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Convention (IV) relative to the Protection of Civilian Persons in Time of War. Geneva, 12 August 1949.
[p.118] ARTICLE 13
. -- FIELD OF APPLICATION OF PART II
1. ' Object and field of application '
A. ' Object. ' -- Part II is intended to provide the civilian population with general protection against certain consequences of war. Part III -- the main body of the Convention -- is intended to provide civilians with certain safeguards against arbitrary action on the part of an enemy Power in whose hands they are. Part II is much more general in intention. Its object is to bind belligerents to observe certain restrictions in their conduct of hostilities, by erecting protective barriers to shield certain categories of the population who, by definition, take no part in the fighting: children, women, old people, the wounded and the sick. To this end Part II provides for a whole series of practical measures which may limit the destruction caused by modern methods of warfare.
B. ' Field of application. ' -- In former times the need to protect the civilian population in wartime was not felt to the same degree as since the more recent wars. Military operations nowadays -- particularly bombing from the air -- threaten the whole population. Consequently the provisions in Part II are as general and extensive in scope as possible: Article 13, independently of the rest of the Convention, defines the field of application of Part II, by Specifying that it covers the whole of the populations of the countries in conflict. The provisions in Part II therefore apply not only to protected persons, i.e. to enemy or other aliens and to neutrals, as defined in Article 4
but also to the belligerents' own nationals; it is that which makes these provisions exceptional in character: the mere fact of a [p.119] person residing in a territory belonging to or occupied by a party to the conflict, is sufficient to make Part II of the Convention applicable to him. It was because of this derogation from the general principles of the Convention
that it was necessary, in Article 4
, to make an explicit reservation in regard to the provisions in Part II.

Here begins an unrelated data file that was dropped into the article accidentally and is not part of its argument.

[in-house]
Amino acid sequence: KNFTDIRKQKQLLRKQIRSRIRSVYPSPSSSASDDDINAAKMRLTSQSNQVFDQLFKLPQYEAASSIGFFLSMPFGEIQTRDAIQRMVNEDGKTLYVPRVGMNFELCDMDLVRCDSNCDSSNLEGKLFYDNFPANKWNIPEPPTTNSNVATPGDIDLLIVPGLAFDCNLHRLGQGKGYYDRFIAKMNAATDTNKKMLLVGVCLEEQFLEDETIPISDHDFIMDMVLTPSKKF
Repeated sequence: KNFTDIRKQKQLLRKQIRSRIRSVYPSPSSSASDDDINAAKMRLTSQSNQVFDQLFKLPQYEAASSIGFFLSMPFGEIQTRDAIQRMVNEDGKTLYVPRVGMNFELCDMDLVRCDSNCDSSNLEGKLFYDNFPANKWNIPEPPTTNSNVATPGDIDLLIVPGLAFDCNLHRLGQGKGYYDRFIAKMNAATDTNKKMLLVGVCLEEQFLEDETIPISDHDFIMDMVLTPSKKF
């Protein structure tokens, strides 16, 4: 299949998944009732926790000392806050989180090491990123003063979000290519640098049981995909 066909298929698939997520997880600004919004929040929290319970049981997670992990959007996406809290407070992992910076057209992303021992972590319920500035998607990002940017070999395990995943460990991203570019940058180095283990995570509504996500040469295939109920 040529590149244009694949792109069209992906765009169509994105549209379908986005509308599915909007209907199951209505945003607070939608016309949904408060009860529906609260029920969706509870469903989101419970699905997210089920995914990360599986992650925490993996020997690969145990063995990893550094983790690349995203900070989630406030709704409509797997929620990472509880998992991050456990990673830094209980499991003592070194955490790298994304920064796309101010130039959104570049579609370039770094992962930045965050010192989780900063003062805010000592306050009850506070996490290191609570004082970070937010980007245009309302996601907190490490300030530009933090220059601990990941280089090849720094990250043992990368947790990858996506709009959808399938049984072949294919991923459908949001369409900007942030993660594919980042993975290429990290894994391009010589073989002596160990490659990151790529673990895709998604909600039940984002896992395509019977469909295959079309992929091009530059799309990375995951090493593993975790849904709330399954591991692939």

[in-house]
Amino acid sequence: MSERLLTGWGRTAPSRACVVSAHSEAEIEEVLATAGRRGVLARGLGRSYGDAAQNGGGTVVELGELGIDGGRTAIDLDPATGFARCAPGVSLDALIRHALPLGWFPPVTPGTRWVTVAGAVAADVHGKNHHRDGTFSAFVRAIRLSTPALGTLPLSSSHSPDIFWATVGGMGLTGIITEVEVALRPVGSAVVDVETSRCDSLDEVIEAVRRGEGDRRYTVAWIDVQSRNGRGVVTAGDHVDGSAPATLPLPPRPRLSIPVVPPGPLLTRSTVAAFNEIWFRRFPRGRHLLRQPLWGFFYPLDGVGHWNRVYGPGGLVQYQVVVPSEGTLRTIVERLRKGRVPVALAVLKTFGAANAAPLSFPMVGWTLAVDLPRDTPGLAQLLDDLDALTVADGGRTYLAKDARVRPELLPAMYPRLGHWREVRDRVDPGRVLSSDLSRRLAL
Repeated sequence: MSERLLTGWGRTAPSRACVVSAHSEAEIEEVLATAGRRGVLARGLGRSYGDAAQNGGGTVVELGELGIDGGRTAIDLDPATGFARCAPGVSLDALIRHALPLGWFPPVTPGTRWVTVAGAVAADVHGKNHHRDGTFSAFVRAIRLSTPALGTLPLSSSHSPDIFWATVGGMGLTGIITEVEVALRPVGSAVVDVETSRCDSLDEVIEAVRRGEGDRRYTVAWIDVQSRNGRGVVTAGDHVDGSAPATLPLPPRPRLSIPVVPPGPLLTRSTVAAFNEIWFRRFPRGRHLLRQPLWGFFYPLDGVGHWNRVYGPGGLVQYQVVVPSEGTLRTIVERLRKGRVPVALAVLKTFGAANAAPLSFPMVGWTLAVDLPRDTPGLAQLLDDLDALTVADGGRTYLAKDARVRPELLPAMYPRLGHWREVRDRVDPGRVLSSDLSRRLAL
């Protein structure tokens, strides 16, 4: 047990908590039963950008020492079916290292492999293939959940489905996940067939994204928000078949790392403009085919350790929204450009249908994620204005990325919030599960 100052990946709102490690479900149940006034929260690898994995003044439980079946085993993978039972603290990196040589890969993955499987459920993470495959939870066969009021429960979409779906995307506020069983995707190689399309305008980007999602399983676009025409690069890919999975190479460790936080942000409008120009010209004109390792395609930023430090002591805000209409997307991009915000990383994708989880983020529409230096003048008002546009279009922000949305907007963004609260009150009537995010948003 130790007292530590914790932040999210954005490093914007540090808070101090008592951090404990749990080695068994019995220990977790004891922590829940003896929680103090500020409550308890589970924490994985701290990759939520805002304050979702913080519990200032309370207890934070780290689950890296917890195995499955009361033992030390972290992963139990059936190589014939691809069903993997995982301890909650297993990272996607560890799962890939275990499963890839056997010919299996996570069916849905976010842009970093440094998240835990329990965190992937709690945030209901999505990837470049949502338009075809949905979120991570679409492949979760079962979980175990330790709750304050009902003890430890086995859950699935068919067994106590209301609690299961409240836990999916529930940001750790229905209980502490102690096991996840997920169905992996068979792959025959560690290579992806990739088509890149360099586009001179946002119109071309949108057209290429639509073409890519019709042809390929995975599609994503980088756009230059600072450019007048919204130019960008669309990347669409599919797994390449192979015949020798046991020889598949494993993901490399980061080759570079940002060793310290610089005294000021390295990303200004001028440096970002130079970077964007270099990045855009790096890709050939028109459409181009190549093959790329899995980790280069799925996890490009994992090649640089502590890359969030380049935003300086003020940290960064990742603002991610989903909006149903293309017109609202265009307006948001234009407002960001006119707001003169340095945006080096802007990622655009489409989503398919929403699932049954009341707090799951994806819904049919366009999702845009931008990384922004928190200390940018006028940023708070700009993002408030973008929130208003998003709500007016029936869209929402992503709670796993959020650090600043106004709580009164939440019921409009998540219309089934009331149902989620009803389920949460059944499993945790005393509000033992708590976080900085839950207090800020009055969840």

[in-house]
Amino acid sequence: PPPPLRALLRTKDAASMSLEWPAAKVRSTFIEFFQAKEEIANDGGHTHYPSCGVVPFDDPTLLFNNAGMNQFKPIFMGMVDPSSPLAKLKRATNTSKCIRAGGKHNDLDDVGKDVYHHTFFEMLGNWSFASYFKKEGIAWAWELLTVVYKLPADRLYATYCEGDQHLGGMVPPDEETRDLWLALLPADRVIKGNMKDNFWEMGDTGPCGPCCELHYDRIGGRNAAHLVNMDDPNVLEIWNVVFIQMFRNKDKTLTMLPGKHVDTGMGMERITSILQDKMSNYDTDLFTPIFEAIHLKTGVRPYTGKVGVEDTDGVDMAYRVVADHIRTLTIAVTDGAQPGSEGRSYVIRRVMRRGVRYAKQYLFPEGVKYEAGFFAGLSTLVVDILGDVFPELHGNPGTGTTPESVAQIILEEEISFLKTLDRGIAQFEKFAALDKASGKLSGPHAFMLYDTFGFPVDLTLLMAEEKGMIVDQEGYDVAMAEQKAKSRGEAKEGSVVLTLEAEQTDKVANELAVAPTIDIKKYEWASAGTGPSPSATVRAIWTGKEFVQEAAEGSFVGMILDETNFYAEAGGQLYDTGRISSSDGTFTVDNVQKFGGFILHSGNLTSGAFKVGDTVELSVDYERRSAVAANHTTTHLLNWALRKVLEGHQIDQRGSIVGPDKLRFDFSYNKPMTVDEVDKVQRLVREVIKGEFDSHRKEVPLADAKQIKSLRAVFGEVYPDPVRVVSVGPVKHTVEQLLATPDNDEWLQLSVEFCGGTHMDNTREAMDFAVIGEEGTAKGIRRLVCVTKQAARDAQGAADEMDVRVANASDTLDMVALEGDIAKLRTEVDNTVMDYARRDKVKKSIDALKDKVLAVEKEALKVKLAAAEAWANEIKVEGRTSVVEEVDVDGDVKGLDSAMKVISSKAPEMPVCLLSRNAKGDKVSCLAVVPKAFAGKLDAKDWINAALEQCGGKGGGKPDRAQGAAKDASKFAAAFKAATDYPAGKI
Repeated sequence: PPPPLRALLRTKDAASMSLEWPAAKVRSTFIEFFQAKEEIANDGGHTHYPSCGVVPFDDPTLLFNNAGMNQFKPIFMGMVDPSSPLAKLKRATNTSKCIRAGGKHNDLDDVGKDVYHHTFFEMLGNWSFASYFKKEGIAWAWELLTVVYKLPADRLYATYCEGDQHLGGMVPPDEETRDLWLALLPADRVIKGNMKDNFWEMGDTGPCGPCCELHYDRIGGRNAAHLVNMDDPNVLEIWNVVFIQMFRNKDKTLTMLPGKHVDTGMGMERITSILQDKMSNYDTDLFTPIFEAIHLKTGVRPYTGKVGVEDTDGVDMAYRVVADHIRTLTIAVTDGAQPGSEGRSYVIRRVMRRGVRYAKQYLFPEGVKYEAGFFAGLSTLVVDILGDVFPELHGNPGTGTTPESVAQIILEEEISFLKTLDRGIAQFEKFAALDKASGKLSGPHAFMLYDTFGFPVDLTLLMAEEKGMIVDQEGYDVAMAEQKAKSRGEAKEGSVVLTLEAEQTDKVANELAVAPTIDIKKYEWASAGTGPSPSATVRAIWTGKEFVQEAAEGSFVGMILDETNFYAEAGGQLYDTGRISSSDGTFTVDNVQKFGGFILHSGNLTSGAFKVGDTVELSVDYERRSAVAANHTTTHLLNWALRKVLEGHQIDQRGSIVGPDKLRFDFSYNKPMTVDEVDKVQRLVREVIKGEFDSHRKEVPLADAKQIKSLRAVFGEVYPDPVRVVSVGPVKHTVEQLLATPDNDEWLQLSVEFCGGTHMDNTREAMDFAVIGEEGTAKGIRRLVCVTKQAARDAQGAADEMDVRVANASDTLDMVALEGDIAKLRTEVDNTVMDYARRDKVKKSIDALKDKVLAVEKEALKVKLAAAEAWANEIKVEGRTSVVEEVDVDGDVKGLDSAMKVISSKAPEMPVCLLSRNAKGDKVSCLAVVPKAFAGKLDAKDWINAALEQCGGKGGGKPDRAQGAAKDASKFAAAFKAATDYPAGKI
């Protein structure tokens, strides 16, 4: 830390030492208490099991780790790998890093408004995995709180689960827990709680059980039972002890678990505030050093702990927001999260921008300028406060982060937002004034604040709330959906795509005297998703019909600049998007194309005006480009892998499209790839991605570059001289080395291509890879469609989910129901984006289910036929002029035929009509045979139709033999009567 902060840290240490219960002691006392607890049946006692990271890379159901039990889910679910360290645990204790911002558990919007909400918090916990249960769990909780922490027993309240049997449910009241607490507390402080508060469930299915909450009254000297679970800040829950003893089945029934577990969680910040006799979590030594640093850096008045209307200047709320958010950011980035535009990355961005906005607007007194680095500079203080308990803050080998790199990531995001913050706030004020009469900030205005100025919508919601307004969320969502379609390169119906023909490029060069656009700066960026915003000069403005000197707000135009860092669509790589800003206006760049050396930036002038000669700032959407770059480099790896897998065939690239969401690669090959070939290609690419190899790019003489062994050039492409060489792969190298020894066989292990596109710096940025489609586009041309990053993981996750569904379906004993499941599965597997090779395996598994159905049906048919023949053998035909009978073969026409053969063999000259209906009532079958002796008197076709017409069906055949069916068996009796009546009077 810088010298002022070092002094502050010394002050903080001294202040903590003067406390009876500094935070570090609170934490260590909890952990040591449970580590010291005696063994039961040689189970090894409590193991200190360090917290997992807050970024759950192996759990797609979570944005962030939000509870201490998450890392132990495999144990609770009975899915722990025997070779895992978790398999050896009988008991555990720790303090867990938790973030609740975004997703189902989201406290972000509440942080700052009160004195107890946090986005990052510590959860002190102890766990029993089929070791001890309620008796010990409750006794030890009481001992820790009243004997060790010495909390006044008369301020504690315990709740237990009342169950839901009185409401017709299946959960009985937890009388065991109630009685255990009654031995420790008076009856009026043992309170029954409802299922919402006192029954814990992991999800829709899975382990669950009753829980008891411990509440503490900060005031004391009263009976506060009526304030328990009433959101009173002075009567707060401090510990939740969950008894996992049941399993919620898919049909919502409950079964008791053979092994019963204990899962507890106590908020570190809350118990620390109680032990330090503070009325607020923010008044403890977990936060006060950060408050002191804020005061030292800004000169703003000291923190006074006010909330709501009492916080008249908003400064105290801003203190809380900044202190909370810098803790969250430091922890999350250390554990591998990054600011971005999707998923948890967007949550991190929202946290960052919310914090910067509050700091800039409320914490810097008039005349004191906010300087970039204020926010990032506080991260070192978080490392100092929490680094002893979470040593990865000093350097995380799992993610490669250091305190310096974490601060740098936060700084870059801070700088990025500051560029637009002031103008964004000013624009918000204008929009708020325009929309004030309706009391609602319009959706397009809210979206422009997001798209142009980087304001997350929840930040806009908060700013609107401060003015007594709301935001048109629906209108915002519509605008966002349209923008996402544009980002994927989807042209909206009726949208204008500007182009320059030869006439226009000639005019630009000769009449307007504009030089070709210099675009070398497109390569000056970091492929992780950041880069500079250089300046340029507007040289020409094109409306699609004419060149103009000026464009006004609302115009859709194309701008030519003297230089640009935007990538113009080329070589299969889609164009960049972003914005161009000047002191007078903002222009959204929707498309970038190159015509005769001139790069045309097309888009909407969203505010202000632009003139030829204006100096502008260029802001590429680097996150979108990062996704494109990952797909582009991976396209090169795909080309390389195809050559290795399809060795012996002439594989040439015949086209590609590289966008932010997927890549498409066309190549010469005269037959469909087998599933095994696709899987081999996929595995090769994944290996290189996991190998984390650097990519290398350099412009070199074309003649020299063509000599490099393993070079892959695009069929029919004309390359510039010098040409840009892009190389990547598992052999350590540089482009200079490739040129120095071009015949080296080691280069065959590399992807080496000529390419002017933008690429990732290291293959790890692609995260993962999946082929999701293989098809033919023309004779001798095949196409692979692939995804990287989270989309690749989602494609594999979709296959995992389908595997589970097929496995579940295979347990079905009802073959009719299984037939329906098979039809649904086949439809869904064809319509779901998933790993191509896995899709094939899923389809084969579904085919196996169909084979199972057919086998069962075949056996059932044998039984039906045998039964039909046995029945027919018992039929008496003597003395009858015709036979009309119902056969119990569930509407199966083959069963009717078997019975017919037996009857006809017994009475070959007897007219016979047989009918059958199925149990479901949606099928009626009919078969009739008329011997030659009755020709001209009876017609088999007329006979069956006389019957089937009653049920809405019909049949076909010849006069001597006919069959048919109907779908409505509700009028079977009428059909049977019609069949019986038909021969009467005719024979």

During the preliminary discussions and at the Diplomatic Conference itself, it was suggested that because of its special character, Part Il should be placed after Part III. The Diplomatic Conference considered, however, that the Articles of wider application should precede those of less general scope. The original order was therefore maintained.
2. ' Prohibited distinctions '
The list of certain adverse distinctions, such as those based on race, nationality, religion or political opinion, is declaratory but not limitative in character. By explicit mention of certain concepts -- race (a genetic quality), religion (a spiritual concept) and nationality (an idea with both physical and spiritual elements) -- the Convention aims merely at drawing attention to various particularly serious causes of discrimination. Other examples could be given -- language, for example or colour, social class, or financial position -- all of which might equally give rise to adverse distinctions.
It should be noted that the new Geneva Conventions only prohibit adverse distinctions: this is reasonable, since there are legitimate distinctions, even distinctions which must be made, such as those, in fact, which are based on suffering, distress, or the weakness of the protected person. It is in this very sphere that the Red Cross acts to assist suffering man in his distress. The Conference did not therefore prohibit distinctions in treatment, intended to take into account, for example, a person's age, state of health or sex. It is normal and natural to favour children, old people and women; the Geneva Conventions expressly stipulate that women are to be treated with all the respect due to their sex.